In the ongoing farce of my studying random countries by a combination of talking to clerks, lingering in history museums and befriending local countrymen who write reviews, I am daring to take on the Dracula myth from within the heart of Romania itself.
The clerk at the bookstore where I bought this tells me that Mr. Djuvara is a foremost Romanian historian. He appears to be a very old man, and writes as if every single reader is one of his children, even in translation. I will be kind and say some of the absolute mess in continuity, such as page 11 in particular, is probably a translation error. The book would deserve 4 stars for the illustrations alone.
What a few clerks tell me is that 1) There are no stories of Dracula in Romania 2) Vlad the Impaler is a national hero.
This book often seems like a very graphic apologia for Vlad's violent excesses. It admits that Vlad -- by his own accounts -- probably impaled 20,000 people. It admits that Vlad invited a large number of beggars and disabled people to a large feast, then locked the door and burned them alive. But that was probably only in his own city. And he was only saving themselves from themselves, anti-Christ style.
The book admits that he killed all the women and children of Romanian noblemen who refused his leadership, but as Vlad's old fable goes, wouldn't you kill the baby snakes if they tried to leave the nest too?
It admits that he laid waste to all the people and land separating him from Turkish invaders, but didn't war make this necessary?
Where he probably made his biggest mistake was driving stakes through hundreds or thousands of Saxon merchants, who may or may not have flouted import/export restrictions in Romania. You apparently shouldn't torture a tribe of Gutenberg cousins, just on the cusp of developing a printing press and bad PR machine. I'm told there's a castle in Romania with some of the original broadsheets which started painting Vlad as some kind of Dracula.
But the book does agree that vampires themselves didn't exist in Romanian legend. Those legends are Serbian. I notice my newfound clerk friends get shifty if I point out where Serbia sits in relation to Romania, geographically. I don't even know if modern day Serbia/Serbians were somehow Romanians once.
I probably don't know enough to talk about the historical accuracy. I can just point out quite a few strange comments. The writer suggests that Bram Stoker was an Irishman who secretly hated the English. Aside from the fact that Stoker is not an Irish surname, and that he lived well within the English Pale, somewhere in Dublin, Stoker was a Church of Ireland Anglican, like his parents, and his opinions on Irish independence seem, if anything, confused on the side of England.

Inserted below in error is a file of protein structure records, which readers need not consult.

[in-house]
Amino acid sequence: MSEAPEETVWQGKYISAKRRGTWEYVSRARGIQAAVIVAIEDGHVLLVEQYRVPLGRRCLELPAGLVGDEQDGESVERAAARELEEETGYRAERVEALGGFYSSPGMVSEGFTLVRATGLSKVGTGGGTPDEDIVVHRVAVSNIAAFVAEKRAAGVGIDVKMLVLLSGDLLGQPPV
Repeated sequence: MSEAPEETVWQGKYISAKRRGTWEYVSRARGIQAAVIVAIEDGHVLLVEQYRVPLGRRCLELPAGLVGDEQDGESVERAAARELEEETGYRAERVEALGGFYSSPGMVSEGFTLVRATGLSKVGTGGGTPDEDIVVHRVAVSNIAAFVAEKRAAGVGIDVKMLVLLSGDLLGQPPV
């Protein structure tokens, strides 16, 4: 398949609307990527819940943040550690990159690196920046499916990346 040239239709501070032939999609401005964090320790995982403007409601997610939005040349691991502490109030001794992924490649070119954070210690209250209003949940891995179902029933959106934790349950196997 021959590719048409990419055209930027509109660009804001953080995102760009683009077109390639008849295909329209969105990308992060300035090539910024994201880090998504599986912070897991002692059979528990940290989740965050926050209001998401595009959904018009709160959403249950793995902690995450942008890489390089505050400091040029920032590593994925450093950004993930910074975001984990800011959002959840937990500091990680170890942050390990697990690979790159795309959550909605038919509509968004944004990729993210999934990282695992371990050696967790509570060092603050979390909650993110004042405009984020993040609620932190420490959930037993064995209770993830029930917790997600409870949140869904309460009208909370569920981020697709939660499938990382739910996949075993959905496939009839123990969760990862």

The writer also doubts historical accounts as it suits him. Vlad's alleged letter of capitulation to the Turks, as cited by a pope and one of Hungary's most famous kings is called a forgery by the Hungarian king. I don't know and don't really care, but this sounds like a throwdown to the Huns and their king.
I myself am falling on the position (staking my claim?) that Vlad the Impaler killed more innocent people than any vampire ever has, and was therefore quite as bad as his name. The writer of this comic book variously suggests that it was just typical Middle Aged excess or even mental illness, but the graphic descriptions and depictions of the impaling process, followed by a plea to treat Vlad as a slightly flawed hero, not a tourist attraction, seem slightly strange.
This writer depicts some of Vlad's excesses quite honestly and graphically, yet still includes half page paintings of Vlad primping in the foreground of anonymous, impaled corpses and, as it takes pains to point out, the beautiful reconstructed tower in the distance. And this, about a legend that Vlad used the heads of boyars as bait for crayfish: "It is well known that crayfish, those tasty crustaceans, feed on carrion." Really, should I send this book to my nieces and nephews?
My clerk friends don't seem to know that Vlad killed beggars in his own country, so, for now, I must choose to believe that an occasional reference to his heroism contains a slightly incomplete education. Yet I imagine Romanians would rather have a false myth attached to their hero, rather than some of the realities.